As for the DVD, yes it may have been shot on a regular camcorder and it's a DVD that does not come with many special features but when you get unprecedented access to these legendary artists and photographers, you can't help but grateful that there is a documentary based on that creator and in this case, you get you're money's worth with this DVD release.

So, far these first three volumes from the New People Artist Series have been wonderful. We can always appreciate these works of art and photography by the creators but these releases give us a chance to see what goes on behind-the-scenes of these creators today and watch them in action as they are working on a project. While most of the New People Artist Series focuses on paintings, I was grateful to see a photographer was included into the series.

Overall, if you are a fan of Daido Moriyama's work, I definitely recommend picking up "Stray Dog of Tokyo". Definitely recommended!
5.0 out of 5 stars Dog's Eye View Sept. 20 2010
By Zack Davisson - Published on
Daido Moriyama is a name I have never heard before in my life before I picked up "Stray Dog of Tokyo." But I had enjoyed the previous two releases in Viz's "New People Artist Series," with Yoshitomo Nara and Yayoi Kusama, and I wanted to continue with the series.

Moriyama, it turns out, is a fascinating individual. Born in 1938 in Ikeda, Osaka (where I lived for four years, which was an unexpected coincidence!), Moriyama is of that cynical generation who were children during war-time Japan, then saw the selfish and empty society that sprang up in the aftermath. Like other artists of his generation (Oshima Nagisa springs to mind with his Cruel Story of Youth), Moriyama started making a record of the shadowy parts of his country hidden by the glaring neon-lights of pop-culture progress and a future that seemed eternally rosy.

A notorious recluse, Moriyama only opened up for this documentary under the condition that it would be done on a single camcorder, with as little possible barrier between subject and screen. I found that fascinating. Too many photographers that I know use their camera as a barricade to hide behind from the world. Shy people, they hold up huge cameras up to hide their own face and are only observers, not participants. Moriyama specifically attempts to avoid this by using small cameras, and from shooting from the hip rather than composing shots.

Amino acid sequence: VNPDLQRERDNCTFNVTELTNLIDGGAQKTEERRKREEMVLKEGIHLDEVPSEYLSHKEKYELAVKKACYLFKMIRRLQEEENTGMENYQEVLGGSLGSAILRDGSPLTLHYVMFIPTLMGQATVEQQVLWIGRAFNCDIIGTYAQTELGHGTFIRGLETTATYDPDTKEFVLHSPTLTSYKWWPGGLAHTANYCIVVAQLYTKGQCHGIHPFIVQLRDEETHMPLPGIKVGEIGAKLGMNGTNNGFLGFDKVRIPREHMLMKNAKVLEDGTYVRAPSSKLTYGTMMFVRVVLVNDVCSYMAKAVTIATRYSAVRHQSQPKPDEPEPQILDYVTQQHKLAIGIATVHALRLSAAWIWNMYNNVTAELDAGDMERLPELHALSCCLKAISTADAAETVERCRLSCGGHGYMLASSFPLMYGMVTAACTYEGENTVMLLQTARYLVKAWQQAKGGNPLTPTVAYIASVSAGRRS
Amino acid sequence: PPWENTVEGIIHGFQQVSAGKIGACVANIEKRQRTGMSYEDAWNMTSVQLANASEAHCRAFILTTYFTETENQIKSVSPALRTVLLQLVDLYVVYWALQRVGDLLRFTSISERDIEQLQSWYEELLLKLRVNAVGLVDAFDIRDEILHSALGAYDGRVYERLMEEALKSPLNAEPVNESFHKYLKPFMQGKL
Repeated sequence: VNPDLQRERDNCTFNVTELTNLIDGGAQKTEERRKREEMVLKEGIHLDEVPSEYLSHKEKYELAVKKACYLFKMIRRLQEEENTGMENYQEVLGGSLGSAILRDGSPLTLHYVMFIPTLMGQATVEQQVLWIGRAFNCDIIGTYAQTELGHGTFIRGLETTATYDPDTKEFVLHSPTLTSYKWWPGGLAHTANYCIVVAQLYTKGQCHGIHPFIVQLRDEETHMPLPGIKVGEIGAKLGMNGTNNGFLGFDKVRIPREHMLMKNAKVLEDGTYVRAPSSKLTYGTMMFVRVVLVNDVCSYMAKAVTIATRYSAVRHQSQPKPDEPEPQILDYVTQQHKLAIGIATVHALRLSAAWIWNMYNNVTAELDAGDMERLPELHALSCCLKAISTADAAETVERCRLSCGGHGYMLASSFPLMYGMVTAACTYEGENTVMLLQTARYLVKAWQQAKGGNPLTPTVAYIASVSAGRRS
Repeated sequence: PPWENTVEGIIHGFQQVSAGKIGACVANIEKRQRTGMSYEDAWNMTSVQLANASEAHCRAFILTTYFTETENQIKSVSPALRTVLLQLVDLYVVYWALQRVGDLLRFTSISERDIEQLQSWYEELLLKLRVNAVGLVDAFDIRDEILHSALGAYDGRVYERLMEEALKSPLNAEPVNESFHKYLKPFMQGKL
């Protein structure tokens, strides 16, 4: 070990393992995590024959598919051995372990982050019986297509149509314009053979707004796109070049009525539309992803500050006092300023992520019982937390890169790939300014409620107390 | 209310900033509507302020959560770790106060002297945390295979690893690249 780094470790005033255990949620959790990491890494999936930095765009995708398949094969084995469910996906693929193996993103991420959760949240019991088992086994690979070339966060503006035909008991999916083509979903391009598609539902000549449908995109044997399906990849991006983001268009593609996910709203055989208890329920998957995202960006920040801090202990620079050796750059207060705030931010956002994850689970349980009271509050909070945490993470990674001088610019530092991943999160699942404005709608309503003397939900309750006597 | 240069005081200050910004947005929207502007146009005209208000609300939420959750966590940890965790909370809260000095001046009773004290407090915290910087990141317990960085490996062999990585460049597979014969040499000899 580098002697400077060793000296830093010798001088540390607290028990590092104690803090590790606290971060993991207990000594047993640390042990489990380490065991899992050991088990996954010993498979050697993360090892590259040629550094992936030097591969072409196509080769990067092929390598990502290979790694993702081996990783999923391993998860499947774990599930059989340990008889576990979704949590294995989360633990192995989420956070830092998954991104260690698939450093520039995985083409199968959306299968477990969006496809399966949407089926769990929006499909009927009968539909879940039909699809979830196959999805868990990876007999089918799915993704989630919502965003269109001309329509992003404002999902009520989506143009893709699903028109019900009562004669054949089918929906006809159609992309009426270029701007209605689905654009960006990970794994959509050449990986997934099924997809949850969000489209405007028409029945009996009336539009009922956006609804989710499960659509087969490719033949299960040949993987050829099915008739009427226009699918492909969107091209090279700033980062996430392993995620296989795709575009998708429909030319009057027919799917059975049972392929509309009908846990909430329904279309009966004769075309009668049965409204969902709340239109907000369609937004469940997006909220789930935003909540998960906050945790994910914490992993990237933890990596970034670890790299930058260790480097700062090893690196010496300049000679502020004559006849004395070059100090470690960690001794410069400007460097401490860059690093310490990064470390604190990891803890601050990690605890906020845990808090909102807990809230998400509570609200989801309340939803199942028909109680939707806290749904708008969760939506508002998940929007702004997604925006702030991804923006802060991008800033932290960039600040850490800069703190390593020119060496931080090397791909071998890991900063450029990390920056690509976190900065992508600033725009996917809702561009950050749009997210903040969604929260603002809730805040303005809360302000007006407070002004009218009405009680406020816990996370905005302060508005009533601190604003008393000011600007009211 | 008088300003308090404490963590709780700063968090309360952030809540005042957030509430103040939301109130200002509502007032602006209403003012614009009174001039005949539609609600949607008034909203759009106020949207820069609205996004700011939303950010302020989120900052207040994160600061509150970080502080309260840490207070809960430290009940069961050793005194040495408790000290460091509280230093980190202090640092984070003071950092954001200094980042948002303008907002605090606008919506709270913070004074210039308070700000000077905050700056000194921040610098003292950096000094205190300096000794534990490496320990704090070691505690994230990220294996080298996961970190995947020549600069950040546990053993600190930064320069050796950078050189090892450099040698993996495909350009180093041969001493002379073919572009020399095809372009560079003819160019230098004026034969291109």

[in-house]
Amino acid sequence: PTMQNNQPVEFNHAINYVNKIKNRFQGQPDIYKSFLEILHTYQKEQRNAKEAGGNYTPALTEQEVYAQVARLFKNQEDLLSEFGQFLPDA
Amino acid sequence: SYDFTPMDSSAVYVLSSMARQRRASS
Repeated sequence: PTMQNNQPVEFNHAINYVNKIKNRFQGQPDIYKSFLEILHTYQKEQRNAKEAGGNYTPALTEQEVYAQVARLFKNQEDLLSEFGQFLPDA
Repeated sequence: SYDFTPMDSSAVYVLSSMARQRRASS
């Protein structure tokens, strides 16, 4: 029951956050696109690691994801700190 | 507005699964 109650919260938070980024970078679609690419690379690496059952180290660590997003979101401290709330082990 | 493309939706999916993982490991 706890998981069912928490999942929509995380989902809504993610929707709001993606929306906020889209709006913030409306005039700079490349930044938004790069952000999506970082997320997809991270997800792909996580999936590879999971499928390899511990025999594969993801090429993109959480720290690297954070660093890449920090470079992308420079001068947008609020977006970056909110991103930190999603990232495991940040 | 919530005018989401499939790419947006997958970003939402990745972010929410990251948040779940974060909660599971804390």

He says that he developed this technique as people react differently when they think they are on camera, and this way the photographer and subject can be eye to eye like people. He purposefully uses cheap cameras, picked up in used shops and markets, and it was not until this documentary that he took his first digital picture.

I loved listening to Moriyama talk about his photography. He has fascinating theories, like about how photographers should only copy, and not try and put themselves into the picture. For awhile he experimented with controlled exposures on pictures, but he was unsatisfied with this as he felt that he was then attempting to manipulate the world around him, rather than just copy it.

This was an interesting point, as photographer Nobuyoshi Araki (Subway Love) points out most photographers are creating fiction with their work. Araki makes mention of both their works involving Love Hotels, with Araki's being largely posed and Moriyama's (Daido Moriyama: The World through My Eyes) being raw and emotional.

The title, "Stray Dog in Tokyo," comes from Moriyama's own reference to himself in his autobiography Memories of a Dog, which I may just have to pick up. Thanks to Viz for introducing me to a fascinating and powerful artist!
3.0 out of 5 stars nice view Sept. 1 2013
By zdog69 - Published on
Verified Purchase
great start to the film with Daido talking about his life/process and footage of him doing it all too, Some great insight into the man from his colleagues and friends but the last chunk of the film is useless, The film-maker thought it a great idea to let Daido have try a digital camera instead of his old point and shoot and film it for half an hour, the result is the same as watching anyone who has been handed a digital camera for the first time spin around and take photos of absolutely anything and lose interest in the shot before the preview screen even fades.

worth buying for the most part just fast forward the end.
4.0 out of 5 stars viva black and white celluloid film..! Nov. 26 2012
By john suryaatmadja - Published on
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this is quite personal , but i sort of see myself in seeing daido's way of seeing things.
and how he lived his years..and experience the world through his eyes!
how we realize that being 'burebokeh' (jerky blurrist) in a certain way is alright!
it's all about the man behind the gun rather than those high tech gun!
and here you can see how black and white film is irreplaceable..the grain feeling of it when it came out in prints , no matter how digital era can do nowadays.
4.0 out of 5 stars Insight to a brilliant photographer June 14 2013
By Choon - Published on
Verified Purchase
Its always great to hear straight from the artist themselves. And in this case, even better to get to follow him through his rounds around Shinjuku.